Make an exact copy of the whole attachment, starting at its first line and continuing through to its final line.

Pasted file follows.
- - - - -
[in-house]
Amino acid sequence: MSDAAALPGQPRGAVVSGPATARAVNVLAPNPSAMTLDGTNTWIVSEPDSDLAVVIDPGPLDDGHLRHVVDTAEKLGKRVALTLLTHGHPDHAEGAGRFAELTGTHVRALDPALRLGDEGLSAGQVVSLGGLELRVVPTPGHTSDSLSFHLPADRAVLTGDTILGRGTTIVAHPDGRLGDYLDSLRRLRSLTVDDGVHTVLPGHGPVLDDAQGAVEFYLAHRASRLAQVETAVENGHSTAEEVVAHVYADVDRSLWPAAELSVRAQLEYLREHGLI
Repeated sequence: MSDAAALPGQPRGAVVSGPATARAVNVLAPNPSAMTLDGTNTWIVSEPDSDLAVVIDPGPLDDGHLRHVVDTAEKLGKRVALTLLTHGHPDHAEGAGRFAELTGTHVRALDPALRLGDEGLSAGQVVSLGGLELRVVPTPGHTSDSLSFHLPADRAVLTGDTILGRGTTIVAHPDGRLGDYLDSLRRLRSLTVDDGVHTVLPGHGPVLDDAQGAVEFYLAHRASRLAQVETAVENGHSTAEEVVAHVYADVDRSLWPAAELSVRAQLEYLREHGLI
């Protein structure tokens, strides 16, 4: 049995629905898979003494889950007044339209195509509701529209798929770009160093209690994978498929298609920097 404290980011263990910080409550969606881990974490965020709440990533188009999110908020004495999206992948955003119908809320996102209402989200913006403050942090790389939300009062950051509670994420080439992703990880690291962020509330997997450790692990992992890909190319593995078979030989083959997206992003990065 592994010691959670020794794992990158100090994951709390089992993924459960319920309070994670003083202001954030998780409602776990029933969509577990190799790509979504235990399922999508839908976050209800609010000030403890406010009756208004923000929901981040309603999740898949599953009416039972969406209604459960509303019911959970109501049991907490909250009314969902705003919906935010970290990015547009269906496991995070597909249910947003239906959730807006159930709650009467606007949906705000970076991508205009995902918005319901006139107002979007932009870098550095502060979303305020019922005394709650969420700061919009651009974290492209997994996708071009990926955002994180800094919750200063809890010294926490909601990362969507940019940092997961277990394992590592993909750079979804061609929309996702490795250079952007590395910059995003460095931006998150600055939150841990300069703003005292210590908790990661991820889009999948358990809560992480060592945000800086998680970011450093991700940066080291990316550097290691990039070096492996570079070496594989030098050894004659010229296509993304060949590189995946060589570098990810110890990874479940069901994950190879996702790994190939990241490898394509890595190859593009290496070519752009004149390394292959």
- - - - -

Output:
[in-house]
Amino acid sequence: MSDAAALPGQPRGAVVSGPATARAVNVLAPNPSAMTLDGTNTWIVSEPDSDLAVVIDPGPLDDGHLRHVVDTAEKLGKRVALTLLTHGHPDHAEGAGRFAELTGTHVRALDPALRLGDEGLSAGQVVSLGGLELRVVPTPGHTSDSLSFHLPADRAVLTGDTILGRGTTIVAHPDGRLGDYLDSLRRLRSLTVDDGVHTVLPGHGPVLDDAQGAVEFYLAHRASRLAQVETAVENGHSTAEEVVAHVYADVDRSLWPAAELSVRAQLEYLREHGLI
Repeated sequence: MSDAAALPGQPRGAVVSGPATARAVNVLAPNPSAMTLDGTNTWIVSEPDSDLAVVIDPGPLDDGHLRHVVDTAEKLGKRVALTLLTHGHPDHAEGAGRFAELTGTHVRALDPALRLGDEGLSAGQVVSLGGLELRVVPTPGHTSDSLSFHLPADRAVLTGDTILGRGTTIVAHPDGRLGDYLDSLRRLRSLTVDDGVHTVLPGHGPVLDDAQGAVEFYLAHRASRLAQVETAVENGHSTAEEVVAHVYADVDRSLWPAAELSVRAQLEYLREHGLI
């Protein structure tokens, strides 16, 4: 049995629905898979003494889950007044339209195509509701529209798929770009160093209690994978498929298609920097 404290980011263990910080409550969606881990974490965020709440990533188009999110908020004495999206992948955003119908809320996102209402989200913006403050942090790389939300009062950051509670994420080439992703990880690291962020509330997997450790692990992992890909190319593995078979030989083959997206992003990065 592994010691959670020794794992990158100090994951709390089992993924459960319920309070994670003083202001954030998780409602776990029933969509577990190799790509979504235990399922999508839908976050209800609010000030403890406010009756208004923000929901981040309603999740898949599953009416039972969406209604459960509303019911959970109501049991907490909250009314969902705003919906935010970290990015547009269906496991995070597909249910947003239906959730807006159930709650009467606007949906705000970076991508205009995902918005319901006139107002979007932009870098550095502060979303305020019922005394709650969420700061919009651009974290492209997994996708071009990926955002994180800094919750200063809890010294926490909601990362969507940019940092997961277990394992590592993909750079979804061609929309996702490795250079952007590395910059995003460095931006998150600055939150841990300069703003005292210590908790990661991820889009999948358990809560992480060592945000800086998680970011450093991700940066080291990316550097290691990039070096492996570079070496594989030098050894004659010229296509993304060949590189995946060589570098990810110890990874479940069901994950190879996702790994190939990241490898394509890595190859593009290496070519752009004149390394292959």